David Navetta, an attorney who specializes in IT security and privacy, says the magistrate's recommendation, if accepted by the judge, could set an interesting legal precedent about the security banks are expected to provide for commercial customers.
For nearly two years, banks and businesses across the U.S. have been plagued by a wave of corporate account takeover. And while there's no one answer, Texas bank examiner Phillip Hinkle sees ways that institutions can better detect and prevent these crimes.
Sen. Charles Schumer's amendment to Regulation E, which aims to give local governments and school districts the same level of protection as consumers, could set an adverse precedent for financial institutions, says Doug Johnson, vice president and senior advisor of risk management for the American Bankers Association.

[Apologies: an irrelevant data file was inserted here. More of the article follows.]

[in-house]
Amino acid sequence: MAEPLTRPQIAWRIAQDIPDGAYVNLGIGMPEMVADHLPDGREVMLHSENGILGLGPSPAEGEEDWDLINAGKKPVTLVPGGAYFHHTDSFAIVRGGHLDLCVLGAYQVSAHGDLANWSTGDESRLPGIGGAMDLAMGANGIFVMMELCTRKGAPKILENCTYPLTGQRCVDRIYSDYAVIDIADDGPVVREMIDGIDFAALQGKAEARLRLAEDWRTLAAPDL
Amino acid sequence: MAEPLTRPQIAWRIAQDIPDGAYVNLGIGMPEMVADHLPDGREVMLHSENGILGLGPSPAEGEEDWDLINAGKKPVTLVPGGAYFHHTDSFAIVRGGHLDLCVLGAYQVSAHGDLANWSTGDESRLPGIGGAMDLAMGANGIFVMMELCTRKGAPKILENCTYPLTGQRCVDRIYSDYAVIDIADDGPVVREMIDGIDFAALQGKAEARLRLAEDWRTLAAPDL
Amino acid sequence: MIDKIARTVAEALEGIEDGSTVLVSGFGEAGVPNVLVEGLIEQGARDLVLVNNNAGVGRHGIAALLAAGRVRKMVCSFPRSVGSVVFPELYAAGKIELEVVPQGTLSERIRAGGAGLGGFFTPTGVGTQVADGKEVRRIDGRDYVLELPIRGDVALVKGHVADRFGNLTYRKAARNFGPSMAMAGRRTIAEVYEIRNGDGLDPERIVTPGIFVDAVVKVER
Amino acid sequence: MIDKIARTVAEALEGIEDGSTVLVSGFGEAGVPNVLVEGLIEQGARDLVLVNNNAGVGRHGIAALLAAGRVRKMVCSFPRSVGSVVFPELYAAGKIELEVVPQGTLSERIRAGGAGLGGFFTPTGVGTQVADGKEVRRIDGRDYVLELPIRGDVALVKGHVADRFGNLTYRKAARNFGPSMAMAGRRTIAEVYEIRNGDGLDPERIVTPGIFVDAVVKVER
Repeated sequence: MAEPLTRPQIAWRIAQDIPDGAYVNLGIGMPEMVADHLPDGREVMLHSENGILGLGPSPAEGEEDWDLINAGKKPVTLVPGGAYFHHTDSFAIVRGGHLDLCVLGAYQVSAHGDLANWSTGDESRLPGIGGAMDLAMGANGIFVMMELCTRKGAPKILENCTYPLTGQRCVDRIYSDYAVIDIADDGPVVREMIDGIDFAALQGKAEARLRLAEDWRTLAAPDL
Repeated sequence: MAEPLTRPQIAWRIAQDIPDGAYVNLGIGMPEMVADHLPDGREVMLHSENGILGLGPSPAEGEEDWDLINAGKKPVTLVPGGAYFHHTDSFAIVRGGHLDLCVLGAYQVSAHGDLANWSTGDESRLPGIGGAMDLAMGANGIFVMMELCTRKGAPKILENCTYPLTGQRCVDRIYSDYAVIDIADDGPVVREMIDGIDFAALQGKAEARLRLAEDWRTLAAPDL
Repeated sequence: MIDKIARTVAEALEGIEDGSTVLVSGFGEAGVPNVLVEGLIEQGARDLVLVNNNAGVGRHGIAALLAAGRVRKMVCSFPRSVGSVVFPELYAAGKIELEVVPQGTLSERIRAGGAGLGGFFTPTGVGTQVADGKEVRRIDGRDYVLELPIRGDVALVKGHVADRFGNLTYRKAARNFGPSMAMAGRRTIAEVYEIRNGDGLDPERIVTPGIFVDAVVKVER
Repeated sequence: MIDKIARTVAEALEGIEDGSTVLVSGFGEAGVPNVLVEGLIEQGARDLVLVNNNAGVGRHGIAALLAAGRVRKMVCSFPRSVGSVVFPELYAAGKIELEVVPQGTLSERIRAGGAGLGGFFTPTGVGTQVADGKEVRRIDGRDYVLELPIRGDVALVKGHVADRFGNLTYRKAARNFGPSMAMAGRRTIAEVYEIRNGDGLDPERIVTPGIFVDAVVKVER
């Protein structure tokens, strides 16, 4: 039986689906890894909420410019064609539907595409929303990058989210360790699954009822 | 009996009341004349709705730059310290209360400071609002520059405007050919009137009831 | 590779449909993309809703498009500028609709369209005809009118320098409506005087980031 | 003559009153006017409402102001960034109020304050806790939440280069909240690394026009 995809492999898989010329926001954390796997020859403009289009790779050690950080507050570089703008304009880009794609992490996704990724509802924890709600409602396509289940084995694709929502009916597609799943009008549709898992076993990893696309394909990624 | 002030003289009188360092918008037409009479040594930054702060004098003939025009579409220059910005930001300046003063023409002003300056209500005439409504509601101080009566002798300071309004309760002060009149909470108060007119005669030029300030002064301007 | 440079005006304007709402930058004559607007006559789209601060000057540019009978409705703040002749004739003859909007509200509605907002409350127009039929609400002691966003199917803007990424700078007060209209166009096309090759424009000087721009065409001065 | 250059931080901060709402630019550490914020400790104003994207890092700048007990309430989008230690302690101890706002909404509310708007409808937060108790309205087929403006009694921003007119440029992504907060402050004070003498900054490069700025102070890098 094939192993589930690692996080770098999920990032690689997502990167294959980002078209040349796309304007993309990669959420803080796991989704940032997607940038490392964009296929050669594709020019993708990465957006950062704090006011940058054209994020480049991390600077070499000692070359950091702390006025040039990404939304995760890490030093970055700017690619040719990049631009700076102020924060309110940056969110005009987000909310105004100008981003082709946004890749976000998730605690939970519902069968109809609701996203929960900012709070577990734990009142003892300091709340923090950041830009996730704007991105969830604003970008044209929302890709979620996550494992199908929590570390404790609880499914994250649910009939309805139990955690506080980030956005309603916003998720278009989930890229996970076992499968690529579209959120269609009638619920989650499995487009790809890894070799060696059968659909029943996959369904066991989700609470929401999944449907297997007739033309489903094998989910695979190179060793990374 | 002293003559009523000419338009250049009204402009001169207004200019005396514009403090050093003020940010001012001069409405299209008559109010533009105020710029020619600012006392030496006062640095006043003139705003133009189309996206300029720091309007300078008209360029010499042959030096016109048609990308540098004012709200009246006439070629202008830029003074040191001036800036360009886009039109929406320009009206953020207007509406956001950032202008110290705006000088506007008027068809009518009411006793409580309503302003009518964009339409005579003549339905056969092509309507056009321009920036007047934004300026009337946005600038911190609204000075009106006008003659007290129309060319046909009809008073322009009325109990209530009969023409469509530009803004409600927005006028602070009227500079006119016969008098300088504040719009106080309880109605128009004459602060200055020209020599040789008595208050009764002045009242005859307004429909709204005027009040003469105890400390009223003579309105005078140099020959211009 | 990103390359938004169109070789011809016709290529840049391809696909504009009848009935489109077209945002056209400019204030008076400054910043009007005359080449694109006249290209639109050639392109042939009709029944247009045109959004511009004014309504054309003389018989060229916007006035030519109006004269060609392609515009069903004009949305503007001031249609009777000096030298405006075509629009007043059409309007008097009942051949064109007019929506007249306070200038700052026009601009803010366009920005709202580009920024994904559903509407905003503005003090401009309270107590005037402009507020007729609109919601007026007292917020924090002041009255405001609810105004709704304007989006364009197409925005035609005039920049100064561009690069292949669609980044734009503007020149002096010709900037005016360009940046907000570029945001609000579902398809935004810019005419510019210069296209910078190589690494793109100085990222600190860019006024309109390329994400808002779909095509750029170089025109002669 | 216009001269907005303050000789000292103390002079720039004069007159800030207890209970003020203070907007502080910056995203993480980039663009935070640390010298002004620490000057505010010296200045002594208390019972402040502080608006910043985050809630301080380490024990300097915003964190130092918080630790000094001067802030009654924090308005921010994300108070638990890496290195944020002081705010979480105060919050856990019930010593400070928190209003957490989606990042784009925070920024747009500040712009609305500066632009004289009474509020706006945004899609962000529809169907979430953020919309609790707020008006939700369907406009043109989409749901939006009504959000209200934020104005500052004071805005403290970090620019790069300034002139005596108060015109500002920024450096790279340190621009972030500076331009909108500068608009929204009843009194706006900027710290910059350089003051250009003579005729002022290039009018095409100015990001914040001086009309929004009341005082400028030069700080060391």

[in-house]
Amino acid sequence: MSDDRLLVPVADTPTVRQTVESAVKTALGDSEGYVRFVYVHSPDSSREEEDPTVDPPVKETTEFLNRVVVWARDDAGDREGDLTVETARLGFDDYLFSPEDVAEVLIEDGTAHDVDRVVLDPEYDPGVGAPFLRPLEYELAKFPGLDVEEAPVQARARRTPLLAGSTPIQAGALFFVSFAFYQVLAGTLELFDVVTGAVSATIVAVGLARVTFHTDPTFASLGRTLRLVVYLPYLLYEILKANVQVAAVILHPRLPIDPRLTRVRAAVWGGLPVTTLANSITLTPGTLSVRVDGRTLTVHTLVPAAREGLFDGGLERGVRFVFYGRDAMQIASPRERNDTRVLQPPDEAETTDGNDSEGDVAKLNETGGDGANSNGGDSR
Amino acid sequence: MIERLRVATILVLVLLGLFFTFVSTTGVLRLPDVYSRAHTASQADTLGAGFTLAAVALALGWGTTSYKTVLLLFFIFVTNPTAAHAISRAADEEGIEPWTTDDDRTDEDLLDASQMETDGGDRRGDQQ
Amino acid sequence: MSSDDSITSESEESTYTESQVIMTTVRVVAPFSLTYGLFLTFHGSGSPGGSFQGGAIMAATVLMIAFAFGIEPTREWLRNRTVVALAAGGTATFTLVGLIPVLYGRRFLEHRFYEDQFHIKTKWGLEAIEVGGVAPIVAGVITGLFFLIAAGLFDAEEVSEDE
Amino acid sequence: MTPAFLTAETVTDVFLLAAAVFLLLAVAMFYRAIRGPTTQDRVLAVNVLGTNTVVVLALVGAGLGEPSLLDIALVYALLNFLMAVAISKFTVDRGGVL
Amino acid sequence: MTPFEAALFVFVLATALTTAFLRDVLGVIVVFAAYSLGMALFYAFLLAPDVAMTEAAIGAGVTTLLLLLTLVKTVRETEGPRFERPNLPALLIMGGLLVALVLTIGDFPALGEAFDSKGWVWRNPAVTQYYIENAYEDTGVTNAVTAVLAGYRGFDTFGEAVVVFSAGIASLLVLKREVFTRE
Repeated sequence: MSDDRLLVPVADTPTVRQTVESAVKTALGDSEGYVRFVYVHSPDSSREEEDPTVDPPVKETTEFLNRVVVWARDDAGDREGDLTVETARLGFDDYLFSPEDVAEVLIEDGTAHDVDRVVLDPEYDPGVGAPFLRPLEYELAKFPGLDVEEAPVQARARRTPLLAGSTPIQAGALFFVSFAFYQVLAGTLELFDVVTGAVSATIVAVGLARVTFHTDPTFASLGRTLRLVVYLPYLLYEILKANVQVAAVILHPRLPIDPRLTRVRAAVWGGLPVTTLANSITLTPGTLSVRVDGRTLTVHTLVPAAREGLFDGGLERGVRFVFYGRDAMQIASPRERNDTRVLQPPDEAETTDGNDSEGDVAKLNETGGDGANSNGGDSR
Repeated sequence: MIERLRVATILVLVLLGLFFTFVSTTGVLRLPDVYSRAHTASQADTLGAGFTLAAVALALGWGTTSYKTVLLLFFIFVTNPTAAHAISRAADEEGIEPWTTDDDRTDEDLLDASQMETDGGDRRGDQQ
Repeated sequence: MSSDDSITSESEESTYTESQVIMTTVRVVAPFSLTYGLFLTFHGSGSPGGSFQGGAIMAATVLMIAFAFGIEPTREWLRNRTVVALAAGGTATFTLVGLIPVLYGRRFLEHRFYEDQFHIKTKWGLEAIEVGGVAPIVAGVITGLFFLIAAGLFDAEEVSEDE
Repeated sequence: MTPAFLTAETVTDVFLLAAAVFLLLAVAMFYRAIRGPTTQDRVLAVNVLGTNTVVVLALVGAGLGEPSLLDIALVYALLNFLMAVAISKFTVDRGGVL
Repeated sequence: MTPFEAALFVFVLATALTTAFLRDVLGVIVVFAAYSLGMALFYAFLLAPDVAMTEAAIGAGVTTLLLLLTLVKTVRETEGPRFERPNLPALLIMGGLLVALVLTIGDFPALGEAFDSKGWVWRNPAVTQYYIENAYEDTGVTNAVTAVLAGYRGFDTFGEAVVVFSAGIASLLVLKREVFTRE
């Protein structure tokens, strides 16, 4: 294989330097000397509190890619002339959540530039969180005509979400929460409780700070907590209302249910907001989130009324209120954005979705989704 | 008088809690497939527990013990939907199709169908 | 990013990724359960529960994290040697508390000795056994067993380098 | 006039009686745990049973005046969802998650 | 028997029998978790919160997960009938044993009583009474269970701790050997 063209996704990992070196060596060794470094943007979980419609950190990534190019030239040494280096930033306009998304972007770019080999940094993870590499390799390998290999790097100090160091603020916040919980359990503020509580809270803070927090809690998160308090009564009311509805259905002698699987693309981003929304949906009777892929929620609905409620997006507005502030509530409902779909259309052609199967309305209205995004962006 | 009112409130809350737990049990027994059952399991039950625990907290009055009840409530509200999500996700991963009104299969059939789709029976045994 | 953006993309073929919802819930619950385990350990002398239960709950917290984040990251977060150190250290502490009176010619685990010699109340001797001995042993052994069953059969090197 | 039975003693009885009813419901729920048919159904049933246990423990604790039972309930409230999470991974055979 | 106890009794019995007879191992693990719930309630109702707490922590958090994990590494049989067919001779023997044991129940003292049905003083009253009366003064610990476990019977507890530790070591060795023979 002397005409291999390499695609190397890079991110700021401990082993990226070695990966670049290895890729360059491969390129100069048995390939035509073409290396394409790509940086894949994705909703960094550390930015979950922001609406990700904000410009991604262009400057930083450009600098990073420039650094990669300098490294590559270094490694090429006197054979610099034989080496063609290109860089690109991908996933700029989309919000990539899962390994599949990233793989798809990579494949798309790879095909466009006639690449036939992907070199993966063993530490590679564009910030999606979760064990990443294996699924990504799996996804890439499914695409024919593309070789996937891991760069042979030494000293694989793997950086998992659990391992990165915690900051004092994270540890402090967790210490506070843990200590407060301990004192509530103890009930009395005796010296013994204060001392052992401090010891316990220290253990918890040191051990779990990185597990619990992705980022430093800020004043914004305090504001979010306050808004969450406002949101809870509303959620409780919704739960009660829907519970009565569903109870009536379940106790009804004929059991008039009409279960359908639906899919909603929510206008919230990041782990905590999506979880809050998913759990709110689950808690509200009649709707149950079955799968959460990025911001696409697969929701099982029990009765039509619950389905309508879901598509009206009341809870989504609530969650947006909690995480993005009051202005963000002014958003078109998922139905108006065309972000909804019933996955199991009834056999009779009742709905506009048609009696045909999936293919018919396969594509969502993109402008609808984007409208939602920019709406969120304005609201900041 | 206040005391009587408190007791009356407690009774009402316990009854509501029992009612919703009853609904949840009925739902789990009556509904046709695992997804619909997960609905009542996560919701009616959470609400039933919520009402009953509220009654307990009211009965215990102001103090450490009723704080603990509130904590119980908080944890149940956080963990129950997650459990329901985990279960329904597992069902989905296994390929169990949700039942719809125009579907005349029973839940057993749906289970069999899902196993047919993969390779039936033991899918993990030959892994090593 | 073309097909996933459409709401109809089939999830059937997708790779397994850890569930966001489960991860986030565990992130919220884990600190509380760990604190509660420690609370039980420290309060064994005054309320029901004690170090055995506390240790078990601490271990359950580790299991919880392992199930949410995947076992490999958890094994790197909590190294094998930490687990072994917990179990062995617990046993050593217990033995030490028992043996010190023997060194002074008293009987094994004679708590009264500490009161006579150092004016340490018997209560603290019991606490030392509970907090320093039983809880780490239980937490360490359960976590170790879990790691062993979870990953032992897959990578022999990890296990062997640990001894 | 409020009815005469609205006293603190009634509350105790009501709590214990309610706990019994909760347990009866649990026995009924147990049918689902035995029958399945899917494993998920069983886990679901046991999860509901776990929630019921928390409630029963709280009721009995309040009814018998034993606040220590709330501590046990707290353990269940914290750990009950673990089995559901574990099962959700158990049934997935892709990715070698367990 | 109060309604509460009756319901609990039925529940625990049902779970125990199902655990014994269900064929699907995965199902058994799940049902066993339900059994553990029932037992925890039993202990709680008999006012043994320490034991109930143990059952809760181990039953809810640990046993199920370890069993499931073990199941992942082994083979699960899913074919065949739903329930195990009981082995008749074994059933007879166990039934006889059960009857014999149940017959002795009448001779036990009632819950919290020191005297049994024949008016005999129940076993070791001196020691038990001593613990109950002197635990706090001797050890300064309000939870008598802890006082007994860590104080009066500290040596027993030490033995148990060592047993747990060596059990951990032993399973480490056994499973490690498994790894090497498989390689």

Two stories stand out when I look back on the month of May: the POS PIN pad swap scheme that hit Michaels crafts stores in more than 20 states and the insider job at Bank of America that led to $10 million being stolen from some 300 customer accounts.
It's been nearly two years now since the corporate account takeover spree began. So, what exactly are the courts, institutions and the financial services industry doing today to prevent further incidents of fraud?